9. Minimize personality influence. Within every organization there are powerful voices that can drive decision-making. When it comes to new product or service idea, listen to these voices while ensuring objective, outside market and customer data. Don’t allow the internal voices be “outsize” in comparison to those that will actually pay for the product or service.
10. Kill early and often. Every product and service development effort should be assessed at various stages or “gates” along the way from idea to delivery. At these moments it is important to assess the effort, cost, opportunity and any changes in market or the business. If there have been changes in any of these, a “keep or kill” decision process should be undertaken and competed. If the decision is to “kill,” do it quickly so as to contain the cost and damage to the business.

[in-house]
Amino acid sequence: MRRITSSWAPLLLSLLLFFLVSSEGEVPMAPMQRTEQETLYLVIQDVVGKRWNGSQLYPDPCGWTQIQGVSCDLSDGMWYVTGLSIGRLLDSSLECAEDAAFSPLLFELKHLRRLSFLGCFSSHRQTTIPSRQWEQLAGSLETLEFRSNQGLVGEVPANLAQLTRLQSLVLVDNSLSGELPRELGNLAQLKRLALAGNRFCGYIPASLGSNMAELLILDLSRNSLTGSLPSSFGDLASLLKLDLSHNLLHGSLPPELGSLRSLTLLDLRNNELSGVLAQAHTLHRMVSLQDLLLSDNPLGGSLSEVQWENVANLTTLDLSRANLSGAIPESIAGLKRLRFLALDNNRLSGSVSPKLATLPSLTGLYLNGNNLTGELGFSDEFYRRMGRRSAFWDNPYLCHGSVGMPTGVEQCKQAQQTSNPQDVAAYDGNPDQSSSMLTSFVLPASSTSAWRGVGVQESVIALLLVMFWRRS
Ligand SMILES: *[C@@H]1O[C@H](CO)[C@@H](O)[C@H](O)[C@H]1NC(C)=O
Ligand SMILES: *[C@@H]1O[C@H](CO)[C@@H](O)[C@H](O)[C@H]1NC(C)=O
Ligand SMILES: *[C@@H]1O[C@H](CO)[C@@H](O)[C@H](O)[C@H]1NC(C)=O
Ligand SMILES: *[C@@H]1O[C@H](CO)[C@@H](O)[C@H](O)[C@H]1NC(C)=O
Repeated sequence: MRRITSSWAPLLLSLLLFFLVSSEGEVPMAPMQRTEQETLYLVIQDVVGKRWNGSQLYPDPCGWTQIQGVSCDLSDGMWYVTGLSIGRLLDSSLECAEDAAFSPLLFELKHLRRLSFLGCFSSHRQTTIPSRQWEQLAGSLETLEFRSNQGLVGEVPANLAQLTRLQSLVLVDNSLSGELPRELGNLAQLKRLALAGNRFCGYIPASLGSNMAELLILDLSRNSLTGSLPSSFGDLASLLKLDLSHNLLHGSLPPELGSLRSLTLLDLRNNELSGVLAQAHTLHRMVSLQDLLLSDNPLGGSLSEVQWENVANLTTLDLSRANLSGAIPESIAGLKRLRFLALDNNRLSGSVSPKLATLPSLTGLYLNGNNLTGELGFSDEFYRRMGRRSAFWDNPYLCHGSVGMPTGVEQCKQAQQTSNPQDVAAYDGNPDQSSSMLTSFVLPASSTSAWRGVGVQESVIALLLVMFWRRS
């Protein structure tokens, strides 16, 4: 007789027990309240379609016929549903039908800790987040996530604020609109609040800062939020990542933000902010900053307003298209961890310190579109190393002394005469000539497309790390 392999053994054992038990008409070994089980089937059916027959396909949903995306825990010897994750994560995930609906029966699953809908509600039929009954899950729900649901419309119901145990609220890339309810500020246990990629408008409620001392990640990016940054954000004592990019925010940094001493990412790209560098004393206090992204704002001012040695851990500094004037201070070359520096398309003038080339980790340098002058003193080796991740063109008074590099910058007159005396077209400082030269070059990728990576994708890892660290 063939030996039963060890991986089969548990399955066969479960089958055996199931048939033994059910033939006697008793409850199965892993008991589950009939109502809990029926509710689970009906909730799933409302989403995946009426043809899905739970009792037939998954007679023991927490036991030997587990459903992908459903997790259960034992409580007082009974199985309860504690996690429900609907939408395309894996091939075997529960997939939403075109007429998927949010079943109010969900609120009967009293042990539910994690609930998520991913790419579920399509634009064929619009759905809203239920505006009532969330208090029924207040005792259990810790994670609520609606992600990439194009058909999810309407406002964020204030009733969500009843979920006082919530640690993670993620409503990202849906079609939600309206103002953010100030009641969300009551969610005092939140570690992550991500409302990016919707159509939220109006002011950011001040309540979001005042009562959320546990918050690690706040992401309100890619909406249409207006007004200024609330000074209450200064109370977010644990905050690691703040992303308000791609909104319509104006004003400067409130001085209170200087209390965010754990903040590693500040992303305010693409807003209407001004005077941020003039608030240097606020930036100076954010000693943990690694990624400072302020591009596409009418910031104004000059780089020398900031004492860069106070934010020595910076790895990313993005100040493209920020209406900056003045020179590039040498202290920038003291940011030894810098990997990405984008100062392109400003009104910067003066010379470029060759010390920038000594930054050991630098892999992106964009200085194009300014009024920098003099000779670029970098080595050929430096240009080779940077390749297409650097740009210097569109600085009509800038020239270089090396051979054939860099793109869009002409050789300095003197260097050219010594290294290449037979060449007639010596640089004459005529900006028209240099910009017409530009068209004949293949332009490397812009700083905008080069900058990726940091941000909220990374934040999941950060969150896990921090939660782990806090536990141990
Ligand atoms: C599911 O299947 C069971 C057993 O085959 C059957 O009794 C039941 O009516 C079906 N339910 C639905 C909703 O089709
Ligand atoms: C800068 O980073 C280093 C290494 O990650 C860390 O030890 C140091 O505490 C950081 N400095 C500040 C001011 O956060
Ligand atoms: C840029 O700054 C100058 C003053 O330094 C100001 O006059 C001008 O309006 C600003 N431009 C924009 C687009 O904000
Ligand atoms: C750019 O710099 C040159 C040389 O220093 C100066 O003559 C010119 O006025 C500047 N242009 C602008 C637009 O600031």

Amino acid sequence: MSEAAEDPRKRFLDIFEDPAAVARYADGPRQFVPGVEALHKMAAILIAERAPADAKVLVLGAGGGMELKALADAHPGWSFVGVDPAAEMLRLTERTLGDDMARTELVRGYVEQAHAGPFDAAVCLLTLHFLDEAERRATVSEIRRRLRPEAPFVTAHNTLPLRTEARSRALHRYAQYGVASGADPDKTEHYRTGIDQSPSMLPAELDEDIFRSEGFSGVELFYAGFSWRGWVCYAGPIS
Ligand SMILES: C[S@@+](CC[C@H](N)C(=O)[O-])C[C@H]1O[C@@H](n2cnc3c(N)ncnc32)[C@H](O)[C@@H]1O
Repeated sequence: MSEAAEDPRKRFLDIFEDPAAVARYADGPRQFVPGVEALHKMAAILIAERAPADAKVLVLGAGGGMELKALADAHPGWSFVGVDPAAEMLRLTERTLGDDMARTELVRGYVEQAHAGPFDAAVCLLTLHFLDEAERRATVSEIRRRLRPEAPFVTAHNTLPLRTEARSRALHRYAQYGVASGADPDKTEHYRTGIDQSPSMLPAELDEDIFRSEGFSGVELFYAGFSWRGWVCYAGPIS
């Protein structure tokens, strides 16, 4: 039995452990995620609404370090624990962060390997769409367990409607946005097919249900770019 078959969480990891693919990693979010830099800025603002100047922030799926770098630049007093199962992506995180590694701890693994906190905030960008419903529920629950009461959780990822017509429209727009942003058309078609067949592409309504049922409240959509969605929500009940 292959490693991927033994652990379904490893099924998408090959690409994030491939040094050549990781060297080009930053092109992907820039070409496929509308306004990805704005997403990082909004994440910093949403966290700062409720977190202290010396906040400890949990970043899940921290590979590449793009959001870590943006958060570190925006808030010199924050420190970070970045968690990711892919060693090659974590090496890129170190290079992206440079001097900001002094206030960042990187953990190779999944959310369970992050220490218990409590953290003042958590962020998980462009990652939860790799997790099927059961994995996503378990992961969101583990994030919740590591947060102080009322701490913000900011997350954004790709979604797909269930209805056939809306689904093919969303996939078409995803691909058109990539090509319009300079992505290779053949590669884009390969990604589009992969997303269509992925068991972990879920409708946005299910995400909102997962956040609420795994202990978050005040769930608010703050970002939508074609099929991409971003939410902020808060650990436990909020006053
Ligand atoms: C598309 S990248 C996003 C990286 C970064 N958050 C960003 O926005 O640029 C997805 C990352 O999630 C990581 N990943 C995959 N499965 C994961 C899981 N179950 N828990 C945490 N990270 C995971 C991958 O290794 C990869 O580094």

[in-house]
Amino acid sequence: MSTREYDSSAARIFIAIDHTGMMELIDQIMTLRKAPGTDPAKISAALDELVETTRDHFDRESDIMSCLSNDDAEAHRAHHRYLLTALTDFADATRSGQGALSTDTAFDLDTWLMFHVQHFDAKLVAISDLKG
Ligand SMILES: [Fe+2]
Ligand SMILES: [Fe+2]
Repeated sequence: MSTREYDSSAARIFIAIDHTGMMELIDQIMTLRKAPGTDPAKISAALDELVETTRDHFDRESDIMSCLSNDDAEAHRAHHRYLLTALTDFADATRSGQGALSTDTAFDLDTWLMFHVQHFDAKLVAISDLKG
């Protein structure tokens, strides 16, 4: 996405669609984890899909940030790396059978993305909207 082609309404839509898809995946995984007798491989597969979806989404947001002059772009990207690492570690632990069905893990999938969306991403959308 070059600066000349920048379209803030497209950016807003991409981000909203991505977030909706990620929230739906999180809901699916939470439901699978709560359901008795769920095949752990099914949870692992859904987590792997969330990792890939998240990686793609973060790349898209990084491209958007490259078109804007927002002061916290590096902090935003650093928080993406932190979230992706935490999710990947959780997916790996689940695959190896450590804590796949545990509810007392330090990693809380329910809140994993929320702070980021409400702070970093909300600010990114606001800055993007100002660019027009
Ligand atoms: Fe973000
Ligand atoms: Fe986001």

11. Poor value proposition. This is sometimes left to the end of the development and packaging process. This is a mistake. Every product or service idea must have a compelling value proposition, validated by market and customer research and guarded during the product management process.
Or, even if a compelling value proposition is initially identified in the market assessment exercise, sometimes the product or service value proposition ends up morphing into something else along the way. Avoid this. Should it happen, quickly assess the new value proposition and determine if it is something that the market is willing to pay for.
12. Bad competitive positioning. Every product or service has a competitor. Even if the competitor is considered the “status quo” (how things are done today). Identify unique, highly differentiated competitive positioning before you start the development process to ensure that the differentiation is actually developed and delivered. Leaving this to the end of the product management process increases cost, time and chances of failure.